When three hens get together, expect wine to flow

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THREE HENS are going to try to get your tongue buzzing and your lips moving with a wine brand called, well, Three Hens.

In a launch last month, BusinessWorld met up with the Llamas sisters, Jenny and Monica — both of whom use their married name, Garcia, though their husbands are unrelated — along with their business partner, Margie Sadhwani, in Makati for a hazy wine lunch at The Picasso Residences’ Pablo Bistro in Makati which served as the brand’s official launch.

Three Hens currently has two varieties: a white and a red. Both carry a denominacion de origen (DO) from Spain’s La Mancha region, plains that have the distinction of being Europe’s largest single demarcated DO region (as well as serving as the setting for Don Quixote). Monica Llamas-Garcia quoted My Fair Lady’s song “The Rain in Spain” (“The rain in Spain stays mainly in the plain”) to explain why they chose the region to create their wines. “It produces really good quality wines,” she said, which it owes to the climate and altitude.

The white, an airen, is slightly acidic, with a metallic edge. It went well with crisp, thin-crust pizza, and made a spicy paella even more lively. It’s perfect as a food wine. As for the red (a blend of merlot, syrah, and tempranillo), it is rich and has a well-rounded finish, and gives depth to the same pairings. This reporter’s notes said “Ay!” upon tasting the red.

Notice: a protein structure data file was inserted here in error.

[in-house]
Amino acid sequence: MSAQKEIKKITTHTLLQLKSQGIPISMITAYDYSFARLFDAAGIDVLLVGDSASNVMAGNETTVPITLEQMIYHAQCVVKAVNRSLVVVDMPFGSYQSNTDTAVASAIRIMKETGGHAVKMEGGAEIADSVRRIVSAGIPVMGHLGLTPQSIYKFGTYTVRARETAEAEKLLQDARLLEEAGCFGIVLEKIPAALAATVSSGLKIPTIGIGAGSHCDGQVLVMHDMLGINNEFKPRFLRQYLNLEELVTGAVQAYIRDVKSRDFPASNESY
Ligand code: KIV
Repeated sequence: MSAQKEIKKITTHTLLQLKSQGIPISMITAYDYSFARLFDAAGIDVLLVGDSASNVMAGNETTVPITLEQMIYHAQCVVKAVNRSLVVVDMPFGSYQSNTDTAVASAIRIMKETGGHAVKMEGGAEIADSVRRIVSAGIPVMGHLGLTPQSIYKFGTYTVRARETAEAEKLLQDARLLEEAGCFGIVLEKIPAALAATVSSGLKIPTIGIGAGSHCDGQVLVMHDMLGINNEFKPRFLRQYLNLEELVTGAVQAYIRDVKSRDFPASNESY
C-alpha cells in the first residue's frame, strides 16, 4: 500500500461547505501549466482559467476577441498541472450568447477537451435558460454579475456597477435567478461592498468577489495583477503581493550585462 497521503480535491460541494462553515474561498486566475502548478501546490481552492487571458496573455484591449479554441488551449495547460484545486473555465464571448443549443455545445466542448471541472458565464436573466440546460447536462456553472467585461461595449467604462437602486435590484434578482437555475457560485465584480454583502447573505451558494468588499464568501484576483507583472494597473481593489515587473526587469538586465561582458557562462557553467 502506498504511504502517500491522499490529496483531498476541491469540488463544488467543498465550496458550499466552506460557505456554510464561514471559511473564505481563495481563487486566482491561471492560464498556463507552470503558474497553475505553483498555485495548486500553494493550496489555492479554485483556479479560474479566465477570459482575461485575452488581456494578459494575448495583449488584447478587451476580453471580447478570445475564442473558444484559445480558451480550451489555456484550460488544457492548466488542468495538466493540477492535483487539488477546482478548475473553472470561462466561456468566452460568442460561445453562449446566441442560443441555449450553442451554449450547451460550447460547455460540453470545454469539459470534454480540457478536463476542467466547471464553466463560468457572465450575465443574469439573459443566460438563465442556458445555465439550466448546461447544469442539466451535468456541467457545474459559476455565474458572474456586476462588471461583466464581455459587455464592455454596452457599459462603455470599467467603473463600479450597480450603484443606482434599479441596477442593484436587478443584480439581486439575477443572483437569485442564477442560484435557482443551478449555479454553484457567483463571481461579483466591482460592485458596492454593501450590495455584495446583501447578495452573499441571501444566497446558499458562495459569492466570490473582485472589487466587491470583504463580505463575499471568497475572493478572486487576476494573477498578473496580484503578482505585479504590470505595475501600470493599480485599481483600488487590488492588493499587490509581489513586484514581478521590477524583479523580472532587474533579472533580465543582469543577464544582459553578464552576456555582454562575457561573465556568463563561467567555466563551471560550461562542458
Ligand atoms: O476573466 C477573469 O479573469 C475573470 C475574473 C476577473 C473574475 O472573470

As a Philippine brand, it’s easy to assume that it simply relabels and rebottles the Spanish product, but Monica shook her head. “We are working directly with the winery.” Her sister said that they helped develop the wine’s tasting profile through “months and months of e-mails.”

“We couldn’t call it a DO from La Mancha if it wasn’t bottled [there],” said Monica. Her sister, meanwhile said that the taste profile they longed to develop was “relatable, accessible, but with a twist.”




“We wanted people to enjoy it all the time,” she said.

Now, Spanish wines are famously temperamental, and not always easy to pair with food, and could be a little complex. The secret, according to elder sister Monica, was selecting wines that were a bit younger; their fruitiness allowing them to blend with food more. This age also makes the wines less complex, pairing it well with food and good times.

Jenny said that they started the brand because they have “a love of hanging out together, being with each other, and drinking wine.”

Her sister said, “I think it’s really capturing that experience in a bottle.

While Jenny works as a property developer, her sister Monica is connected to Don Papa Rum — her husband serves as Managing Director for Asia Pacific for that company, while she works as its Brand Director while wine and spirits share a category but differ in discipline, Monica still credits her experience in the business. “It’s a lot of experience with on-premise accounts such as restaurants and bars. There’s a lot of learning to get [from] there: what they’re looking for.”

Since the Philippines is not a wine-producing country, it’s easy to turn one’s nose up at a bottle that’s developed by Filipino minds. Asked how they combat the stereotype, Jenny said in jest, “Because we’re so cute!” On a serious note, however, Monica Llamas-Garcia said that Filipino palates are growing up. “With a more discerning public, it’s not necessarily ‘Filipino? Is it quality?’.” They’d be like, ‘Okay, is it a good brand? Do they deliver on the promise?’ And if they do, great.”

The wines are available in select supermarkets, and online through boozy.ph. — Joseph L. Garcia

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